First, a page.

How do you situate your work in the context of the current moment?
Mark and I have been creating a body of work for over a year-long before the pandemic or recent period of heightened civil unrest—and I think we have found that the original goals of the work are still very much compatible with the world in which we now find ourselves, possibly even more so. I think we, like a lot of artists, have been abruptly faced with a moment of soul-searching, in which we have to question the relevance of our current practice in a time that is suddenly so very different, and in which a new reality or way of working might be necessary.
Fortunately, we tend to agree that the art that we need to be making in this moment is in fact the art that we’ve been making all along, and our collaboration has become a much-needed sounding board.
Our practice as artists, separately and together, has really always been about tying the traditional crafts of drawing, painting, and sculpting—and their obsessive, time-consuming processes—to a contemporary culture that is changing rapidly, digesting information differently, and exploring the notion of identity more fluidly.
I think we repeatedly return to subjects like isolation, identity, the American Dream, and of course, social media. These are ideas that interact with the centuries-old visual crafts of drawing and sculpting in ways that are crude, uncanny, and surreal. We both seem to enjoy those strange interactions, and that’s why our work has intertwined. I think our current moment, as a society, only serves to underscore the themes we have been exploring… especially as people spend more time in isolation, and their screen time has increased significantly.
What projects are you currently working on and how is social distancing affecting your art practice?
We continue to work on the same project, and while it is difficult not to see elements of 2020 in our in-progress work, I think we have tried to stay the course and let the project develop organically without trying to push it too hard toward references to current events.
In some ways our collaborative process is the same: we spend most of our time in the natural isolation of our studios, then trade portions of the project or come together for critiques and important decisions. Working on a collaboration, especially, seems counterintuitive right now, and the two of us have different levels of engagement at different times.
On the positive side, social distancing has forced me to tap even deeper into my natural reliance on routine, forcing me to portion out time each day, or each week, for studio practice, acknowledging that it is for my own sanity as much as for the “greater good” of the collaboration. Mark approaches work in phases of engagement rather than a steady routine, and I think our different approaches are totally compatible.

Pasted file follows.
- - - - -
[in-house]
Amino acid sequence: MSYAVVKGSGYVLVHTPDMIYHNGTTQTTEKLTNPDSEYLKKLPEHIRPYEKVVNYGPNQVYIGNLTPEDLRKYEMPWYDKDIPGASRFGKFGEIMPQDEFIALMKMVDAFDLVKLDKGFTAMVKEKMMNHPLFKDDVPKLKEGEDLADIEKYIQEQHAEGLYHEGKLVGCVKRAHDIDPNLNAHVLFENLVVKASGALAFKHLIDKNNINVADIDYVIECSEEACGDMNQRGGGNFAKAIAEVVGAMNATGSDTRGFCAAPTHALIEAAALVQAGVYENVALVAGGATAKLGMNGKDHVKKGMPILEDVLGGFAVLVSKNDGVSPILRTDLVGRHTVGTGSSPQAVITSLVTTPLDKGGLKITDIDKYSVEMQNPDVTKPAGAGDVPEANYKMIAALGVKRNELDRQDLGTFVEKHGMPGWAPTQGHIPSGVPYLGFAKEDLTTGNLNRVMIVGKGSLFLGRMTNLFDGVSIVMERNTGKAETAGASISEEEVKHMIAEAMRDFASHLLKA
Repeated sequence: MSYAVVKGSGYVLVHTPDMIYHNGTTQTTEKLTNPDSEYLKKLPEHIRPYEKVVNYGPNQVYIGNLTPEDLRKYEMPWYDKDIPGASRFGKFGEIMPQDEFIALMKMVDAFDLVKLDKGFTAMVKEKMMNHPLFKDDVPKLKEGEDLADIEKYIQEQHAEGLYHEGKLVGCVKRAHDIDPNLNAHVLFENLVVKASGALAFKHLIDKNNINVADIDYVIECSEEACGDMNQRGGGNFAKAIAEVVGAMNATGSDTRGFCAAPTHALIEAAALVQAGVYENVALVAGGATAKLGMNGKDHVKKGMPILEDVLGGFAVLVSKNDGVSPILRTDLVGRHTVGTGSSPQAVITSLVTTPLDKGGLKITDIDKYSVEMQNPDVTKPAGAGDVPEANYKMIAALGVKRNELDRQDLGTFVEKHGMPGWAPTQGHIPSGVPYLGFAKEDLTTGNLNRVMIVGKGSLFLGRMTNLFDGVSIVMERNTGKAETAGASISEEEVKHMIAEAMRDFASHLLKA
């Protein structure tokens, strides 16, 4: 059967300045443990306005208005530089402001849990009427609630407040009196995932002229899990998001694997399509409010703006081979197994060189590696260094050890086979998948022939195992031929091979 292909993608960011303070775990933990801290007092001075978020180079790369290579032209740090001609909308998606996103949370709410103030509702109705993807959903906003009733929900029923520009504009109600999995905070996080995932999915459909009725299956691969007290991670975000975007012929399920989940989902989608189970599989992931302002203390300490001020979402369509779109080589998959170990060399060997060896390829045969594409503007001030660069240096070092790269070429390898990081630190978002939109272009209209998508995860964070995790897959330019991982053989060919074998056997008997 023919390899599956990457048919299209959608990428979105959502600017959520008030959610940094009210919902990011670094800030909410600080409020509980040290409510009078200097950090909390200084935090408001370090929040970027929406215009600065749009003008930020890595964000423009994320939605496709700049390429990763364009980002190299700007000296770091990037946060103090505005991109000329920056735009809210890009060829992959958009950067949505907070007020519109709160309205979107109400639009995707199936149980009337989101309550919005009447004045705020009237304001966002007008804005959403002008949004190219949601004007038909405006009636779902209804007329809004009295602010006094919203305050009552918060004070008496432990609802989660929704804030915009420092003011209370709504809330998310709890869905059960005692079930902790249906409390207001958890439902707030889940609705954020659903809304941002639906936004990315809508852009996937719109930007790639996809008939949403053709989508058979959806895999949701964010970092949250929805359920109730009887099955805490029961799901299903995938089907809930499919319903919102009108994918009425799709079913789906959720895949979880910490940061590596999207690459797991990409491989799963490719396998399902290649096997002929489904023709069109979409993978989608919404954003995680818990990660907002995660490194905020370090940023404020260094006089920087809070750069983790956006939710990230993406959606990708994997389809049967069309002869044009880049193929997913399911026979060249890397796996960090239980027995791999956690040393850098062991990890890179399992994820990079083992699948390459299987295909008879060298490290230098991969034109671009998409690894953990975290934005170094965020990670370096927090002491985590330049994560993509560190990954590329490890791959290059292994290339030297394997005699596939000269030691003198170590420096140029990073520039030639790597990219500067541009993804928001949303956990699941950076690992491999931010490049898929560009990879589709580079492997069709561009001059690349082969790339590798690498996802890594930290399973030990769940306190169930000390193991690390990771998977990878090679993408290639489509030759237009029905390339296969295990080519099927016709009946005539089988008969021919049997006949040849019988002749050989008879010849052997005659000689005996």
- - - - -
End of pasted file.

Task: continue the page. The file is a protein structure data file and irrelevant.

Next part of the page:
At the same time though, the diminished feedback and exposure to an artists’ community can create a kind of tunnel vision that is a particular challenge—made even more so by the knowledge that this doesn’t seem to be a great time for artists to try to show their work. That lack of a tangible goal for creating artwork can make it easy to be complacent.
What advice and tips can you give to other artists during this time?
As artists, I think we have an opportunity here to stop and think critically about why we are doing any of this. Before lockdown the practice was easier to take for granted; we make art because it’s what we do, and we have various shows, deadlines, etc. around the corner. We are in a moment where we can reset and consider what is really important not just in our practice but in our lives, and hopefully to remind ourselves that the two should be linked.
Art tends to be a barometer of society, and vice versa. This is a pretty unique time; it seems to be the right moment for really unique art. We would advise any artist to reset their expectations and try to do something unexpected or unusual.
How are you cultivating community for yourself and what can the community be doing to support artists?
I guess we all have to adapt in some way to the tools we have at our disposal. Community seems to be shifting to virtual realms like online chat platforms, etc. and I think we each try to work within that to create community where we can. As teachers Mark and I have to adapt and go where our students are. We are working on ways to create and share demos with students and friends online, and hopefully we will see increasingly creative solutions to this.